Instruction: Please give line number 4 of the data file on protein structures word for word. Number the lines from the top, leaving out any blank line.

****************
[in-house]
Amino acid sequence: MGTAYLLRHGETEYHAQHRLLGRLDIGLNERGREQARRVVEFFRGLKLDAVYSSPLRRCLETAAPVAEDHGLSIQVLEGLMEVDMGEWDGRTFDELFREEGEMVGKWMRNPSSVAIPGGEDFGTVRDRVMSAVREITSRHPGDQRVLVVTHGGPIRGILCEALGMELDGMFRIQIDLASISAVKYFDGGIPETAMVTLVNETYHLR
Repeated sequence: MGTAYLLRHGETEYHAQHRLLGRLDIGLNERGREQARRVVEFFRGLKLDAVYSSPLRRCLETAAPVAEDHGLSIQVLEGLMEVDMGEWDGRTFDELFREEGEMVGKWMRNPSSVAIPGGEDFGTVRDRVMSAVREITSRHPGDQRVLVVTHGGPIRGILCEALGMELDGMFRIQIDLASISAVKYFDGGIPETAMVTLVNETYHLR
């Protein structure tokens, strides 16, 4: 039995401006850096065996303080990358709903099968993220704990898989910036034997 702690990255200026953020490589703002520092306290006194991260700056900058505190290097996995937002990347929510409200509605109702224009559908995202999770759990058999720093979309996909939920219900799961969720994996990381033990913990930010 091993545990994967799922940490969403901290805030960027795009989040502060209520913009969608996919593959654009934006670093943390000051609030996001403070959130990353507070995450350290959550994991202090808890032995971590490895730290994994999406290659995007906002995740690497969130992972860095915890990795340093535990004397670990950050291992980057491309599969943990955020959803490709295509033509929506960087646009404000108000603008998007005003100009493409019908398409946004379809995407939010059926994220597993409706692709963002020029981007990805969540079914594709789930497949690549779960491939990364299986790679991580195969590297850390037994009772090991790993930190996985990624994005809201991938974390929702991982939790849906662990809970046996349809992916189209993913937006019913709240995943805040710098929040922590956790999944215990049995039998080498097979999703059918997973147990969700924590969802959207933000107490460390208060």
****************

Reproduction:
């Protein structure tokens, strides 16, 4: 039995401006850096065996303080990358709903099968993220704990898989910036034997 702690990255200026953020490589703002520092306290006194991260700056900058505190290097996995937002990347929510409200509605109702224009559908995202999770759990058999720093979309996909939920219900799961969720994996990381033990913990930010 091993545990994967799922940490969403901290805030960027795009989040502060209520913009969608996919593959654009934006670093943390000051609030996001403070959130990353507070995450350290959550994991202090808890032995971590490895730290994994999406290659995007906002995740690497969130992972860095915890990795340093535990004397670990950050291992980057491309599969943990955020959803490709295509033509929506960087646009404000108000603008998007005003100009493409019908398409946004379809995407939010059926994220597993409706692709963002020029981007990805969540079914594709789930497949690549779960491939990364299986790679991580195969590297850390037994009772090991790993930190996985990624994005809201991938974390929702991982939790849906662990809970046996349809992916189209993913937006019913709240995943805040710098929040922590956790999944215990049995039998080498097979999703059918997973147990969700924590969802959207933000107490460390208060």